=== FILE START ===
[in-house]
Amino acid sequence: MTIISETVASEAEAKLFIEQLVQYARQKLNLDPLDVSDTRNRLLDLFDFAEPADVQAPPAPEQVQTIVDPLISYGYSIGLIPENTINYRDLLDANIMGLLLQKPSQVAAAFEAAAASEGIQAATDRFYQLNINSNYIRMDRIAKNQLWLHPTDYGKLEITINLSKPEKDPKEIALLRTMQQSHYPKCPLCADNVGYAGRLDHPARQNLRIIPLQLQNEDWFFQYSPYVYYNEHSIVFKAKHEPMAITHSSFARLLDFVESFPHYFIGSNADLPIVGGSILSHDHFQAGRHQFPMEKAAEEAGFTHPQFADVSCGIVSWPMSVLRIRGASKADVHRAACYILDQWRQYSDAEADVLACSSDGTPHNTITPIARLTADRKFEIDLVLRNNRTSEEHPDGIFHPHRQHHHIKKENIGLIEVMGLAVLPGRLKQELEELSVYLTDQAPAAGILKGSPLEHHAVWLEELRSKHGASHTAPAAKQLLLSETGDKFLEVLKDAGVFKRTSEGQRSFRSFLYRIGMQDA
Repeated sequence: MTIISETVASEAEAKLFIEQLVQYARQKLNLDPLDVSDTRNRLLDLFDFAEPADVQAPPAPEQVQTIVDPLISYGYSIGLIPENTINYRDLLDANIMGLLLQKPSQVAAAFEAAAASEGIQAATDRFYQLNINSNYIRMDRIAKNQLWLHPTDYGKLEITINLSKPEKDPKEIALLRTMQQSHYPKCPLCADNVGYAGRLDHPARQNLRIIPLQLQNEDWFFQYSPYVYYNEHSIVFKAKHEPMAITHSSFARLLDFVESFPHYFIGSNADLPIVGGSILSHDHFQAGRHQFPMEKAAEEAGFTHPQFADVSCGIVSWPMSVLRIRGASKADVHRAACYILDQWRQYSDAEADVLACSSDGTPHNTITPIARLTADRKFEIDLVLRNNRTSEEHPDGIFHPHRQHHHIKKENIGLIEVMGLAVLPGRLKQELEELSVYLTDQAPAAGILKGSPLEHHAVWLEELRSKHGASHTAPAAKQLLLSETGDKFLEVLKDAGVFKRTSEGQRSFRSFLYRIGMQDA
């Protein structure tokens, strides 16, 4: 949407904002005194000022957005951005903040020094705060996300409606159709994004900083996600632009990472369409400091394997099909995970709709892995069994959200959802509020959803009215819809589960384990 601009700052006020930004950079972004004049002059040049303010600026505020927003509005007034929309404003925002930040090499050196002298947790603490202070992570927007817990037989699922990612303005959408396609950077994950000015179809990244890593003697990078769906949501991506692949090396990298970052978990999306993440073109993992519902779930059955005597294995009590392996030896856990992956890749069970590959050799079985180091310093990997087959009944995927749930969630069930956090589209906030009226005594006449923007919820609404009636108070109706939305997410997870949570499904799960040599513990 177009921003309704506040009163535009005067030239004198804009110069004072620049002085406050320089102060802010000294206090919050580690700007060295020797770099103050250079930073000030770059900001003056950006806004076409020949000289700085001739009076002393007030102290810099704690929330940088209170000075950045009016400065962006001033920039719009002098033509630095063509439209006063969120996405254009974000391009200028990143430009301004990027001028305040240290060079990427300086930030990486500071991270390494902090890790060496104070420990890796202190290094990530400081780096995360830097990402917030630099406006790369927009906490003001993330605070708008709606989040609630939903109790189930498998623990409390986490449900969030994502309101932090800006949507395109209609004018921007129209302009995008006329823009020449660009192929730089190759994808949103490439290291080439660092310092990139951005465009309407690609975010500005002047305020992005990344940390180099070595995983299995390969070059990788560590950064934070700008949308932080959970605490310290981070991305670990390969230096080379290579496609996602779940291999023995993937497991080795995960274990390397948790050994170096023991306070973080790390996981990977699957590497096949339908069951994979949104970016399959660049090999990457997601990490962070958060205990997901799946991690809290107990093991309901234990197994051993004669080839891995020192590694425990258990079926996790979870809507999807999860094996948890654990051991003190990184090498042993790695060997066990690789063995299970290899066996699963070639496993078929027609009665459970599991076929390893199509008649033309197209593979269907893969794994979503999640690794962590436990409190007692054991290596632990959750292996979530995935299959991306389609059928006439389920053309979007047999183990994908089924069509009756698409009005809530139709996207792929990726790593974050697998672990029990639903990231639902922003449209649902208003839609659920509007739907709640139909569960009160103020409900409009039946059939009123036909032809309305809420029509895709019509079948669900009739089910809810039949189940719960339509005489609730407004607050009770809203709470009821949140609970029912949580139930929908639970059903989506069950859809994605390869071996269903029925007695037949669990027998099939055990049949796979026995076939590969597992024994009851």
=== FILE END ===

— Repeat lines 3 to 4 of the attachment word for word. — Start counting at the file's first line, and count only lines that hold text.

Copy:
Repeated sequence: MTIISETVASEAEAKLFIEQLVQYARQKLNLDPLDVSDTRNRLLDLFDFAEPADVQAPPAPEQVQTIVDPLISYGYSIGLIPENTINYRDLLDANIMGLLLQKPSQVAAAFEAAAASEGIQAATDRFYQLNINSNYIRMDRIAKNQLWLHPTDYGKLEITINLSKPEKDPKEIALLRTMQQSHYPKCPLCADNVGYAGRLDHPARQNLRIIPLQLQNEDWFFQYSPYVYYNEHSIVFKAKHEPMAITHSSFARLLDFVESFPHYFIGSNADLPIVGGSILSHDHFQAGRHQFPMEKAAEEAGFTHPQFADVSCGIVSWPMSVLRIRGASKADVHRAACYILDQWRQYSDAEADVLACSSDGTPHNTITPIARLTADRKFEIDLVLRNNRTSEEHPDGIFHPHRQHHHIKKENIGLIEVMGLAVLPGRLKQELEELSVYLTDQAPAAGILKGSPLEHHAVWLEELRSKHGASHTAPAAKQLLLSETGDKFLEVLKDAGVFKRTSEGQRSFRSFLYRIGMQDA
């Protein structure tokens, strides 16, 4: 949407904002005194000022957005951005903040020094705060996300409606159709994004900083996600632009990472369409400091394997099909995970709709892995069994959200959802509020959803009215819809589960384990 601009700052006020930004950079972004004049002059040049303010600026505020927003509005007034929309404003925002930040090499050196002298947790603490202070992570927007817990037989699922990612303005959408396609950077994950000015179809990244890593003697990078769906949501991506692949090396990298970052978990999306993440073109993992519902779930059955005597294995009590392996030896856990992956890749069970590959050799079985180091310093990997087959009944995927749930969630069930956090589209906030009226005594006449923007919820609404009636108070109706939305997410997870949570499904799960040599513990 177009921003309704506040009163535009005067030239004198804009110069004072620049002085406050320089102060802010000294206090919050580690700007060295020797770099103050250079930073000030770059900001003056950006806004076409020949000289700085001739009076002393007030102290810099704690929330940088209170000075950045009016400065962006001033920039719009002098033509630095063509439209006063969120996405254009974000391009200028990143430009301004990027001028305040240290060079990427300086930030990486500071991270390494902090890790060496104070420990890796202190290094990530400081780096995360830097990402917030630099406006790369927009906490003001993330605070708008709606989040609630939903109790189930498998623990409390986490449900969030994502309101932090800006949507395109209609004018921007129209302009995008006329823009020449660009192929730089190759994808949103490439290291080439660092310092990139951005465009309407690609975010500005002047305020992005990344940390180099070595995983299995390969070059990788560590950064934070700008949308932080959970605490310290981070991305670990390969230096080379290579496609996602779940291999023995993937497991080795995960274990390397948790050994170096023991306070973080790390996981990977699957590497096949339908069951994979949104970016399959660049090999990457997601990490962070958060205990997901799946991690809290107990093991309901234990197994051993004669080839891995020192590694425990258990079926996790979870809507999807999860094996948890654990051991003190990184090498042993790695060997066990690789063995299970290899066996699963070639496993078929027609009665459970599991076929390893199509008649033309197209593979269907893969794994979503999640690794962590436990409190007692054991290596632990959750292996979530995935299959991306389609059928006439389920053309979007047999183990994908089924069509009756698409009005809530139709996207792929990726790593974050697998672990029990639903990231639902922003449209649902208003839609659920509007739907709640139909569960009160103020409900409009039946059939009123036909032809309305809420029509895709019509079948669900009739089910809810039949189940719960339509005489609730407004607050009770809203709470009821949140609970029912949580139930929908639970059903989506069950859809994605390869071996269903029925007695037949669990027998099939055990049949796979026995076939590969597992024994009851």